At the time of his death in 1422, King Henry V of England had been a serious soldier and a hopeless hooligan, a model of piety and a maker of history, an ambitious king and a beloved hero. He was only 35 years old.
Henry V was the second English monarch who came from the House of Lancaster. After his father’s death in 1413, he rapidly assumed control of the country and embarked on an ambitious expedition to claim his right to the French throne.
Avery Clark as King Henry V.
His military successes in the Hundred Years’ War and his famous victory at the Battle of Agincourt led Henry V close to conquering France. After a peace treaty was negotiated between England and France during the Hundred Years’ War, King Charles acknowledged Henry V as his heir. Henry was subsequently married to Charles’ daughter, Katherine of Valois.
Katherine of Valois was the daughter of King Charles VI of France and his wife Isabelle of Bavaria. After marrying Henry at Troyes Cathedral in 1420, Katherine went to England with her new husband and was crowned queen in Westminster Abbey.
Nikki Coble as Katherine of Valois.
In June 1421, Henry returned to France to continue his military campaigns. Katherine gave birth to Prince Henry later the same year. Sadly, the boy and his father would never see each other. During the siege of Meaux, Henry V contracted dysentery and died on August 31, 1422.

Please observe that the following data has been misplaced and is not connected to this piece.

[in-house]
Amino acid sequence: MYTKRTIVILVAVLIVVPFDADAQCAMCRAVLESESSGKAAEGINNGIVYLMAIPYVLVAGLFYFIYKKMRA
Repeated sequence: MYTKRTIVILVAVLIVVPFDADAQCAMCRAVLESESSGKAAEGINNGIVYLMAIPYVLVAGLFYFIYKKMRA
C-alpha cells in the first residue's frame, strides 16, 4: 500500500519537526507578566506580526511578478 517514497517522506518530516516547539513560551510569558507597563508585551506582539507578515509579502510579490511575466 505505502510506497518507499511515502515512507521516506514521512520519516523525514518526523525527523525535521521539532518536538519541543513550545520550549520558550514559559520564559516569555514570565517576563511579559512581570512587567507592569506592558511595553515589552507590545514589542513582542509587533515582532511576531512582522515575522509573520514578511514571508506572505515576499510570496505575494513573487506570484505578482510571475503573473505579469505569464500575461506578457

Before she was 21, Katherine was a widow and the Dowager Queen of England. Three years after the death of Henry V, she remarried and had a son who would become the father of the first Tudor king, Henry VII.
Learn more about The Rep’s upcoming production of Henry V at our preshow talks, our luncheon panel at the Clinton School of Public Service or our Laman Library series.
Advance Tickets to Henry V are on sale through Sept. 7 and can be purchased here. The production opens in two weeks.
Photography by Justin Bolle, ThinkDero Photography. Avery Clark as King Henry V. Nikki Coble as Princess Katherine. © Copyright 2012 Arkansas Repertory Theatre. All rights reserved.